The importance and value of artillery has been reinforced in the Ukraine war raging since February 2022. The US-led west is trying to boost the Ukrainian effort by providing advance missile rocket systems like M142 HIMARS and drones alongside precise intelligence. Russia’s employment of artillery has re-opened a facet of warfare which had long since been forgotten—that war is a violent endeavour in which victory often goes to the side with big guns. The Ukraine war will be analysed minutely by the Chinese. They will go into details about the way Russia and Ukraine have employed artillery amongst other things. China also lays great emphasis on firepower and employment of rockets and missiles. It also lays a lot of emphasis on fighting wars under conditions of informatisation using precision strike capabilities to paralyse enemy operational systems as part of their system destruction warfare. Hence imbibing lessons from this war and adapting to a future scenario in high altitudes will be high priority for India.
Since the Galwan incident of June 2020, tens of thousands of troops have been deployed in the icy heights of the LAC. They suck in huge logistical resources, including special clothing, heating arrangements, acclimatisation shelters and light weight fortification material. Border roads are being developed on a war footing and forward airstrips are being reactivated. For rocket artillery, adequate arrangements are being made for their hides, preparation areas, launch sites and getaway positions. The outlier communities are being assimilated to provide the desired support base for robust defence of our territories. The standoff with China in eastern Ladakh and Arunachal Pradesh at Tawang has once again brought to light India’s dire need for ramping up research and production of indigenous weapon systems, dumb and smart ammunition and satellite based navigational systems.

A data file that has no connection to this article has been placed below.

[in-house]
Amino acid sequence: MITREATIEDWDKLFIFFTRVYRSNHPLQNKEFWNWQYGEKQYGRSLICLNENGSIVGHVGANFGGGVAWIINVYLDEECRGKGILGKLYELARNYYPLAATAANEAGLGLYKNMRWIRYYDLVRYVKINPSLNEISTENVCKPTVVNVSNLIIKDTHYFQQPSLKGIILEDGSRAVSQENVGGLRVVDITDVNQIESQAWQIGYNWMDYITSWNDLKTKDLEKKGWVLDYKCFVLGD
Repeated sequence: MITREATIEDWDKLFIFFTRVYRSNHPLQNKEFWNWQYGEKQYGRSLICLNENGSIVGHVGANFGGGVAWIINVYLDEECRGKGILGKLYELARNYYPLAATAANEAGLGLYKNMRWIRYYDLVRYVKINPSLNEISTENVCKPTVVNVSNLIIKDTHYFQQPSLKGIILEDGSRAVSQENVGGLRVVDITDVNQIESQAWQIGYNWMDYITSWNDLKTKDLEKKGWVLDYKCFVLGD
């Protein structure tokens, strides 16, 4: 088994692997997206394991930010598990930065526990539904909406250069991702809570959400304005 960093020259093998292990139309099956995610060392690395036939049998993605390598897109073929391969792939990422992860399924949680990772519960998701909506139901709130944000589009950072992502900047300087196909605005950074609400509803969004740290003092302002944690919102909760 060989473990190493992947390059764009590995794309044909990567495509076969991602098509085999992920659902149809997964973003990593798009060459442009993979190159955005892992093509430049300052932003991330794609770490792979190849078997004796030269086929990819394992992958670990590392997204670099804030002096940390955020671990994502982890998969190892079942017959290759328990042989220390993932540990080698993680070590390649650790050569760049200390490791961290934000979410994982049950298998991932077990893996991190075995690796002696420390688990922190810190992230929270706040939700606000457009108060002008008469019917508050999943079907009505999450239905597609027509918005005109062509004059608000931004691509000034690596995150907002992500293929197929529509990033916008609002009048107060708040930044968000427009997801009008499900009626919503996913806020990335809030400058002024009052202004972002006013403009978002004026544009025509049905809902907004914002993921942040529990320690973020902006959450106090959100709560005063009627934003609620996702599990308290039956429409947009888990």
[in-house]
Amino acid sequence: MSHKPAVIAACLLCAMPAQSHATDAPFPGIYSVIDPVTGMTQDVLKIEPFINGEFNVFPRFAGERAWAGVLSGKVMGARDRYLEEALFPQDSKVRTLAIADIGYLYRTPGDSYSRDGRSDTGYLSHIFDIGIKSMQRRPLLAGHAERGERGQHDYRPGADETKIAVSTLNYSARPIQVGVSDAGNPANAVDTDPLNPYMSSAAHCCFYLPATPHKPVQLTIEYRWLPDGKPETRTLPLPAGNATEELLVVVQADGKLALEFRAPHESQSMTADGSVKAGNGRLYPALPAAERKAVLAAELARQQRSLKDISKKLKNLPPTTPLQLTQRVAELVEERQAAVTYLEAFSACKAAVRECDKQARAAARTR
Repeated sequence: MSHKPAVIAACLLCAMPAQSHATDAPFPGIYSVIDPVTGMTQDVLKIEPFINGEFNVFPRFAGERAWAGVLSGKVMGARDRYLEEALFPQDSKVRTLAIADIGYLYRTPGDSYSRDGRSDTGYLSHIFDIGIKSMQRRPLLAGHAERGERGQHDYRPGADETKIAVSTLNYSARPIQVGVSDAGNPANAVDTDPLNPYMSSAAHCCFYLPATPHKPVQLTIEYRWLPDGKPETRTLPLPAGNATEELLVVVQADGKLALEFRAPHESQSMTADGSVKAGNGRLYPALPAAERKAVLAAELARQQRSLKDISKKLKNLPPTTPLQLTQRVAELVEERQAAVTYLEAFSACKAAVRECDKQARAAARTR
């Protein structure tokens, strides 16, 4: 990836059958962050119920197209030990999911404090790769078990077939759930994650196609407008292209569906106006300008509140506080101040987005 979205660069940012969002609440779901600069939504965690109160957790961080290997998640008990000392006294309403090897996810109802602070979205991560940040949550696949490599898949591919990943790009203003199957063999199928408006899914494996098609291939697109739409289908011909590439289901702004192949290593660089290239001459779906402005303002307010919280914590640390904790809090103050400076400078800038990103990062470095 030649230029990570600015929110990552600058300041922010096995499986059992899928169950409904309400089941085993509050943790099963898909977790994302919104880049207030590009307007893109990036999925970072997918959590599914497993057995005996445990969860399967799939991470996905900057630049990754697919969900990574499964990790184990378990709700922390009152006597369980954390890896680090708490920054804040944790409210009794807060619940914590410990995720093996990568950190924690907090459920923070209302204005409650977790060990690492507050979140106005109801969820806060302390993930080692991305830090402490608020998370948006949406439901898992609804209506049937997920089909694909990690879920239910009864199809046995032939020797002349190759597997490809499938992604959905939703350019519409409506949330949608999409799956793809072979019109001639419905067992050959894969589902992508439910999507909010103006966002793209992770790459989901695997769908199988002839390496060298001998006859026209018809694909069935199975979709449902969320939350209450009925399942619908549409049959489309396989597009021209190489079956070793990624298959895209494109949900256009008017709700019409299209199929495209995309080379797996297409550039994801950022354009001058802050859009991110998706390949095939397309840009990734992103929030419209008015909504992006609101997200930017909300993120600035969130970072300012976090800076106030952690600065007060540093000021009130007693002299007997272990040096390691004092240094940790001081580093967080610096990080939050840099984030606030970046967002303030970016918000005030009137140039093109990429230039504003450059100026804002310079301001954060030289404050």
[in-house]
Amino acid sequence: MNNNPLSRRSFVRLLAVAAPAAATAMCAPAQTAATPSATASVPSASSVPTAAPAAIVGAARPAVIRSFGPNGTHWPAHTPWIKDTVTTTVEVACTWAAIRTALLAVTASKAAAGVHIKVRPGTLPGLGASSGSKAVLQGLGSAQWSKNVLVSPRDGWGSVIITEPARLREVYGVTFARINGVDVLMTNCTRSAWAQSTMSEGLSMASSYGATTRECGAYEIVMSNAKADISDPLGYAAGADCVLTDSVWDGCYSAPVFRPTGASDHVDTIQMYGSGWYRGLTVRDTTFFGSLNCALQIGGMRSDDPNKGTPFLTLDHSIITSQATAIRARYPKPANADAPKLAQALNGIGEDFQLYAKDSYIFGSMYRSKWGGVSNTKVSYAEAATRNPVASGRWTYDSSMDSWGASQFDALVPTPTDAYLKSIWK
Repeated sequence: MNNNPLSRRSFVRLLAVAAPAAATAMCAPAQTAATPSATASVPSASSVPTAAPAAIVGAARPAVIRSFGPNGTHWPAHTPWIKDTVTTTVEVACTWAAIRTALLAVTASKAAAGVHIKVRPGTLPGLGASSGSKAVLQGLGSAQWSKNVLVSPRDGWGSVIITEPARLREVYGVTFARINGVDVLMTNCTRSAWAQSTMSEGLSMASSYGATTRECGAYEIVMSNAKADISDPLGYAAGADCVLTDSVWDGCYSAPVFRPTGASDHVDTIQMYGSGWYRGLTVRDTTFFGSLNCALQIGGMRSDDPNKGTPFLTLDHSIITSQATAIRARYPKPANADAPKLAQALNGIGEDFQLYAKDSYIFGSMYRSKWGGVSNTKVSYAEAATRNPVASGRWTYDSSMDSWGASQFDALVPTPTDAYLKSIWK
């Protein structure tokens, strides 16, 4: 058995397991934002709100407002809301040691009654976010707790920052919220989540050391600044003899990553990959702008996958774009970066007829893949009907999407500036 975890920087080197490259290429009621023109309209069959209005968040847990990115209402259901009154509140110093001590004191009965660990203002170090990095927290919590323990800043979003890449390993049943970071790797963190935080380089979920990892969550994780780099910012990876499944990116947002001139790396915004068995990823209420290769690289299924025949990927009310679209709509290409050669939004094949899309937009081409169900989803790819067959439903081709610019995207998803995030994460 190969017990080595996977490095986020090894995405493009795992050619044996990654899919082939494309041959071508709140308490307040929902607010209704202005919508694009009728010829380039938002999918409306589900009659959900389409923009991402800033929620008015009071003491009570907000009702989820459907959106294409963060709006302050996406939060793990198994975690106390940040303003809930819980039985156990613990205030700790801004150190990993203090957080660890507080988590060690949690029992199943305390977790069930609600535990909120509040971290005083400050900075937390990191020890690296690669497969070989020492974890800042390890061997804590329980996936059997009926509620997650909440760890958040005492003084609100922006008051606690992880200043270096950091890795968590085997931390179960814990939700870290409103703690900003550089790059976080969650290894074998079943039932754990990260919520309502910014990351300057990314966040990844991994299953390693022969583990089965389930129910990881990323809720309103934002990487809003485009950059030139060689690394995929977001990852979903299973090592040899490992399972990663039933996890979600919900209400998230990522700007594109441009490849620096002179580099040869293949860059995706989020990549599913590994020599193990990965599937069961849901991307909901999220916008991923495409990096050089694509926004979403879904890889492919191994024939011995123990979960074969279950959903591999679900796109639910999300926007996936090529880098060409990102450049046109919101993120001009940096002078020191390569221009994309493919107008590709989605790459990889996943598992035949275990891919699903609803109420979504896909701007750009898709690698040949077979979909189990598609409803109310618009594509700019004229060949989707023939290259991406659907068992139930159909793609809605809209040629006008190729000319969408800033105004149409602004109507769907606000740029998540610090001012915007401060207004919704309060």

The war in Ukraine has demonstrated that future wars are unlikely to be short and swift, the way it was doctrinally driven into the Indian military minds. Some even questioned the wisdom of stockpiling 30 days intense rate of ammunition 30 (I) for artillery. These will need a serious rethink and review. Domestic production capabilities like the manufacture of 155mm/52 calibre Vajra and Sharang gun systems need a serious ramp up. We also need to boost our stockpile of missiles—guided, cruise and hypersonic such as the Agni series and BrahMos to somewhat match the formidable Chinese Rocket Force effectively. In the Kargil war, what saved the day was the fact that the astute political leadership in India ensured that the conflict did not escalate by carefully calibrating our response and exercising utmost restraint. In a limited geographical expanse to which the war was confined, we could muster all Bofors guns and munitions to carry out our operations. A wider conflagration will give us no such luxuries.